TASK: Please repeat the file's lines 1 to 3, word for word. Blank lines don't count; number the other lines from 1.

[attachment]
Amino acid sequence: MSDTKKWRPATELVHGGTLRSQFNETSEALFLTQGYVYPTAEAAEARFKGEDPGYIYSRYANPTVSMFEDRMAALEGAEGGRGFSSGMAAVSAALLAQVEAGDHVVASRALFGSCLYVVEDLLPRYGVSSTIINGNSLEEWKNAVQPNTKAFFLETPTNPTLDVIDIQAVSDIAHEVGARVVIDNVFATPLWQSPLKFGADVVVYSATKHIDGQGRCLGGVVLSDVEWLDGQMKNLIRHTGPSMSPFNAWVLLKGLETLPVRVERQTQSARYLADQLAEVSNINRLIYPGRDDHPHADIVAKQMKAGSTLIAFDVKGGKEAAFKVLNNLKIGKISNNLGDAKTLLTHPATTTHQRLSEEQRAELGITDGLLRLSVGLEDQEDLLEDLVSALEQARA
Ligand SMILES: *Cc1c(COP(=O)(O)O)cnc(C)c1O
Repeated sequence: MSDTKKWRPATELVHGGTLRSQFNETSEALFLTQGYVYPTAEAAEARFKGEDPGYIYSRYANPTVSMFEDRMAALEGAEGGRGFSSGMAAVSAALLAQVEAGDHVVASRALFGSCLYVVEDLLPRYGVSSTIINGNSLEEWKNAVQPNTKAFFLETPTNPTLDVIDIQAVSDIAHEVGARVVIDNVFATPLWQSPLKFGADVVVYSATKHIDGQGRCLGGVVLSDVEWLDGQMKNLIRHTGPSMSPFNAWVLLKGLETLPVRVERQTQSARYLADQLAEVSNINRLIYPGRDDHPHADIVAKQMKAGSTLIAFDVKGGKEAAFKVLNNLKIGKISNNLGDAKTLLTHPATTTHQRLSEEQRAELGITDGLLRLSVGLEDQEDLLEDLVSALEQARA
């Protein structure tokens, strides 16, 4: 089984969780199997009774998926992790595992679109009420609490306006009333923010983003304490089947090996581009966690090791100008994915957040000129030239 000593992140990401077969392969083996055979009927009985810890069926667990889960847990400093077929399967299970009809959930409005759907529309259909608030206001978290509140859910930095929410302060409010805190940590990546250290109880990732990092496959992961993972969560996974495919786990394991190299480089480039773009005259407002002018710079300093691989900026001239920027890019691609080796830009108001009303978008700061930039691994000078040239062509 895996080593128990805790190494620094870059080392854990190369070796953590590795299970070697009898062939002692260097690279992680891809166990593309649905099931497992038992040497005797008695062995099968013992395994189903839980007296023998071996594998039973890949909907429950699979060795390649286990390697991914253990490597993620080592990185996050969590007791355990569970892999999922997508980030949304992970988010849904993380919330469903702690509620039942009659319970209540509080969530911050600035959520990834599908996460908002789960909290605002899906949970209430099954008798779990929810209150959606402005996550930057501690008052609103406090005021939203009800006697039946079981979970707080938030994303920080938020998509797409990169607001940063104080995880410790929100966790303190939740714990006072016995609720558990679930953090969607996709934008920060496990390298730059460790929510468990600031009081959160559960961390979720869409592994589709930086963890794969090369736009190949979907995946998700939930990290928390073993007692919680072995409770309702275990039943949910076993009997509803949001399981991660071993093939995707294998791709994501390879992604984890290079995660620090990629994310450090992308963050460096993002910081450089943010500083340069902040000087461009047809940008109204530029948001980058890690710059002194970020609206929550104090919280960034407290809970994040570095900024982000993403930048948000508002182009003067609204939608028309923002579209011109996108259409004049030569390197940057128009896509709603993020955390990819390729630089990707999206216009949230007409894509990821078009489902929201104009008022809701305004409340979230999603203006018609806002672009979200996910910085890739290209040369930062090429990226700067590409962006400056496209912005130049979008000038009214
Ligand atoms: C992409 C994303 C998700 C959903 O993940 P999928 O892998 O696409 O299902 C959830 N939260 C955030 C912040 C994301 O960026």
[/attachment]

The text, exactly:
Amino acid sequence: MSDTKKWRPATELVHGGTLRSQFNETSEALFLTQGYVYPTAEAAEARFKGEDPGYIYSRYANPTVSMFEDRMAALEGAEGGRGFSSGMAAVSAALLAQVEAGDHVVASRALFGSCLYVVEDLLPRYGVSSTIINGNSLEEWKNAVQPNTKAFFLETPTNPTLDVIDIQAVSDIAHEVGARVVIDNVFATPLWQSPLKFGADVVVYSATKHIDGQGRCLGGVVLSDVEWLDGQMKNLIRHTGPSMSPFNAWVLLKGLETLPVRVERQTQSARYLADQLAEVSNINRLIYPGRDDHPHADIVAKQMKAGSTLIAFDVKGGKEAAFKVLNNLKIGKISNNLGDAKTLLTHPATTTHQRLSEEQRAELGITDGLLRLSVGLEDQEDLLEDLVSALEQARA
Ligand SMILES: *Cc1c(COP(=O)(O)O)cnc(C)c1O
Repeated sequence: MSDTKKWRPATELVHGGTLRSQFNETSEALFLTQGYVYPTAEAAEARFKGEDPGYIYSRYANPTVSMFEDRMAALEGAEGGRGFSSGMAAVSAALLAQVEAGDHVVASRALFGSCLYVVEDLLPRYGVSSTIINGNSLEEWKNAVQPNTKAFFLETPTNPTLDVIDIQAVSDIAHEVGARVVIDNVFATPLWQSPLKFGADVVVYSATKHIDGQGRCLGGVVLSDVEWLDGQMKNLIRHTGPSMSPFNAWVLLKGLETLPVRVERQTQSARYLADQLAEVSNINRLIYPGRDDHPHADIVAKQMKAGSTLIAFDVKGGKEAAFKVLNNLKIGKISNNLGDAKTLLTHPATTTHQRLSEEQRAELGITDGLLRLSVGLEDQEDLLEDLVSALEQARA